One of the things which I’m learning about as I grow older, is the need to be compassionate with myself and others when it comes to fear.
I believe the muscle talk which appears in our early twenties for conquering fear, is not always kind or necessary. Don’t get me wrong, there is a need at times to be firm with ourselves but that does not mean that we have to use words such as ‘crush,’ or ‘obliterate.’
I’d like to offer something a little different.
A communication and recognition of the importance of our fear. What it’s there for, what it tells us and how it communicates its need through us. Because fear is an important part of ourselves also. It tells us what can hurt us – how we can hurt ourselves. It can stop us from doing many things we want but it can also wisely hold us back from damaging ourselves psychologically, emotionally and physically.
The conversation with fear needs to start when you first meet it and there are different levels of fear. It can become ingrained within our personalities due to early life trauma or specific incidents, which render us wounded and without this wound being acknowledged or recognised – it can never be healed and then fear can rule our lives.
It is not meant to rule but can be a tool to utilise when we become afraid of what we want or are trying to achieve.
For example – i’ve been teaching myself over the summer to swim in the deeper waters of the estuary I live on. Swimming ever deeper, I encountered all the fears of great white shark attacks, held in my mind from the first moment of watching Jaws in the 70’s and trying to keep me safe. My mind even drew up a sink hole appearing, as I made my way out into the temperate water and closer to the end of the groynes. I still achieved my goal for the summer which was to swim past there and another width on, until I was totally away from the safety of the shoreline. Yet here I knew I needed to be aware of tide times, current, boats and length of time to be at this distance. I achieved my goal. Which for some I know is nothing but for me meant a great deal.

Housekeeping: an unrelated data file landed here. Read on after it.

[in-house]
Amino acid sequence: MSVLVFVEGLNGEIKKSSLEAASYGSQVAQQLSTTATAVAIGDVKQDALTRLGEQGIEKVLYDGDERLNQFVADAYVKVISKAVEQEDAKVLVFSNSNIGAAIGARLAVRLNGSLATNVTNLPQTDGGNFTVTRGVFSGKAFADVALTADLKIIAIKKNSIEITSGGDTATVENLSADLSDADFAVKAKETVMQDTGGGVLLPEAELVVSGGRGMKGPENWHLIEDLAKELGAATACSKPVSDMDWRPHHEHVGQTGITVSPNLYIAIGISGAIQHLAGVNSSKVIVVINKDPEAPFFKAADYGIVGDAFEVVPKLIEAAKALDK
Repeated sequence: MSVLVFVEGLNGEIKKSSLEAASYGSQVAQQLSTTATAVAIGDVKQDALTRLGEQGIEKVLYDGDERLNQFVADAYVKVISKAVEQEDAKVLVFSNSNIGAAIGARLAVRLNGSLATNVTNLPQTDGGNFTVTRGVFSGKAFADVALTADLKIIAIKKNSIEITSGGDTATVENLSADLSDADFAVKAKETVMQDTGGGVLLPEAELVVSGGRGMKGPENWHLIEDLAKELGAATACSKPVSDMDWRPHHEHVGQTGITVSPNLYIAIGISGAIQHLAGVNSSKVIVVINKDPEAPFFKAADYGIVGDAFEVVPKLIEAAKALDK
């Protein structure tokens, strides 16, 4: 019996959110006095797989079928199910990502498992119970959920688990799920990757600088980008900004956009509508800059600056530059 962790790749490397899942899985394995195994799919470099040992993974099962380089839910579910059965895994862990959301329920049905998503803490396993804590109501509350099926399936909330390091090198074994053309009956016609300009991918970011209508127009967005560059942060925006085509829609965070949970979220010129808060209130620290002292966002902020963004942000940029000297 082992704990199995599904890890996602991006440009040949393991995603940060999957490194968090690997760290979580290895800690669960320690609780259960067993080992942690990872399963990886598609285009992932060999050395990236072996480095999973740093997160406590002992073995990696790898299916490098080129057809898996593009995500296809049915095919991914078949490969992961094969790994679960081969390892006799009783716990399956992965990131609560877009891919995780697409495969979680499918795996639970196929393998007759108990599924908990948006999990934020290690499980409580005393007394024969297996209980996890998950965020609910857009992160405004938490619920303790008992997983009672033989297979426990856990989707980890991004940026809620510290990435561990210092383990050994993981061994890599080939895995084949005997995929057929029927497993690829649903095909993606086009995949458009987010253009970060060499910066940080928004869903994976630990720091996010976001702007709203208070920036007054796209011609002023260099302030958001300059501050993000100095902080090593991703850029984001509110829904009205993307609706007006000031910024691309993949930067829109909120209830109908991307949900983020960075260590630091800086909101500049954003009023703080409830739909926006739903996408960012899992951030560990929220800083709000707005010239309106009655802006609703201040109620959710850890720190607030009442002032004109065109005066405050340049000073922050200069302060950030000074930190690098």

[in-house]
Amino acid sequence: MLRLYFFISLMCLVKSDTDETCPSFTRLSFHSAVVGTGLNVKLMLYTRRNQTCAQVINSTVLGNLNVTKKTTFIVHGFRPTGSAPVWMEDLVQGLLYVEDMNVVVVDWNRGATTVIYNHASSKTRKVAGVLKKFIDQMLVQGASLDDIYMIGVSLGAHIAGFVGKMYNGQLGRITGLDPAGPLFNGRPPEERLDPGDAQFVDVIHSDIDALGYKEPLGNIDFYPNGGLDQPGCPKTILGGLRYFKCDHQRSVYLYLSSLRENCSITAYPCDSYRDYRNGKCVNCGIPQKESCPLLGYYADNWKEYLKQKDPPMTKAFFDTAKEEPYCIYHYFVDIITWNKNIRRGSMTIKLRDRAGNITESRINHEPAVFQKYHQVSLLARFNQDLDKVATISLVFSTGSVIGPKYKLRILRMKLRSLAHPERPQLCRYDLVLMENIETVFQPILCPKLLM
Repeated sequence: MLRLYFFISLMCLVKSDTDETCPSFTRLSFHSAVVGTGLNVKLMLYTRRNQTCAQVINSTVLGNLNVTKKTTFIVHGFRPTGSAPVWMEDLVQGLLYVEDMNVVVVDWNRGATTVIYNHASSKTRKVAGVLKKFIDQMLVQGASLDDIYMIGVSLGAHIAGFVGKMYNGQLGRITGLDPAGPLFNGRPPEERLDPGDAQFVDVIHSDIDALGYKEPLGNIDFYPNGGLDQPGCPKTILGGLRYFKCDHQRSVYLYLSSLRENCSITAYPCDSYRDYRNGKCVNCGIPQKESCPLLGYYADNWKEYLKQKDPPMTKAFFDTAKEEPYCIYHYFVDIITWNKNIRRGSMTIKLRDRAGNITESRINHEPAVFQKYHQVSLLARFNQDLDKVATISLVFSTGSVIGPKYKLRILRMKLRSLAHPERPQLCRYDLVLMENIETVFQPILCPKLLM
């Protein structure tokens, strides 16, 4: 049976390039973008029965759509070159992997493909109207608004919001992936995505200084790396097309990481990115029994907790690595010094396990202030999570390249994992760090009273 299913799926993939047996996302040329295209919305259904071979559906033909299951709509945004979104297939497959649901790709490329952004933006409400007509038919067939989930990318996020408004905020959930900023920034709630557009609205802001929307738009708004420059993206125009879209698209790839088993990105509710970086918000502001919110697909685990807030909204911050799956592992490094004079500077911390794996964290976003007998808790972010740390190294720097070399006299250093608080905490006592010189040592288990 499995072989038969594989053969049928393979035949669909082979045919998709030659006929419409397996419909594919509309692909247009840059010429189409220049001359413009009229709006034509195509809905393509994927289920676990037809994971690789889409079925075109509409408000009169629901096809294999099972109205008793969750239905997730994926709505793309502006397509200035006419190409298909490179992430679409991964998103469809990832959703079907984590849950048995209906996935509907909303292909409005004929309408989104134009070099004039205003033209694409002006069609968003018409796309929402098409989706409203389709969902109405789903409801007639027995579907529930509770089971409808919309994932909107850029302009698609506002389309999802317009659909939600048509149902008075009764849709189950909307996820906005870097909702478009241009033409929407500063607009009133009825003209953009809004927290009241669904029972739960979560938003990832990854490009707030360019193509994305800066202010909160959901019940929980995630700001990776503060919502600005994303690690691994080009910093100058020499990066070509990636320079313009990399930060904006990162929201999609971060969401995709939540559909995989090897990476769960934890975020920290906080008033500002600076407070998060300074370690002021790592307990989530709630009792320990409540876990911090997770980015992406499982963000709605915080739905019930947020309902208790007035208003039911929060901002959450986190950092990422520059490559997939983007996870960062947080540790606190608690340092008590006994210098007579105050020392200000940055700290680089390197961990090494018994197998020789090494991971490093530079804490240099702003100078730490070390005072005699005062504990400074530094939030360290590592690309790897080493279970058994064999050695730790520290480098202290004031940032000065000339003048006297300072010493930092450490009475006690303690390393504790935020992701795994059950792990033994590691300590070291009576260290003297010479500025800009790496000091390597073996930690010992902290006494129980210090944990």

The fear wanted to keep me in the shallows, where it knew I would safe – not out of my depth or swimming into dangerous currents. So I talked to it. I thanked it for caring about me but I also let it know that it wasn’t going to stop me.
Although the irony of this, is that on some occasions its power is so strong, it does.
One of these times was whilst I was living on Koh Chang in Thailand recently. The island is really hilly and I worked towards the farthest and hilliest end, where not to be left waiting for taxi at in-opportune times, I really needed to ride a scooter.
I couldn’t get myself to do – although I wanted to. During this time my mind stood fast in not allowing me but I also missed a trick when I returned home to the UK, when my gut told me to get on one here, so I could develop confidence and not for the first time, I didn’t listen to that knowing, inner, wise voice. So on my return, this was an immovable fear, which I had let take hold.
There were moments when I just wanted to override it – to conquer it but I knew instead I needed to acknowledge it and say hello to this part of me and let it know that on another occasion, I will take the opportunity to help it out – so it can become malleable as my skill level develops. So it doesn’t feel as afraid, that its discernment at times, is as right as the other parts of me and that I don’t need to disown it or conquer it but look for the clues in it, for what it is asking me to do. Recognise the need and assess the situation.
If I do all of this, then I am helping my fear – I am deciding whether or not the fear is an accurate response to a situation or a danger and then as an adult, I will take the appropriate action in helping it. Whether that may be by committing to feeling the fear and doing what I want anyway or it’s by deciding that on this occasion, I’ll thank my fear for keeping me safe and understand that it is an important part of me to use, when deciding what adventures to have or experiences to move through as I live my life.
What’s your attitude to fear?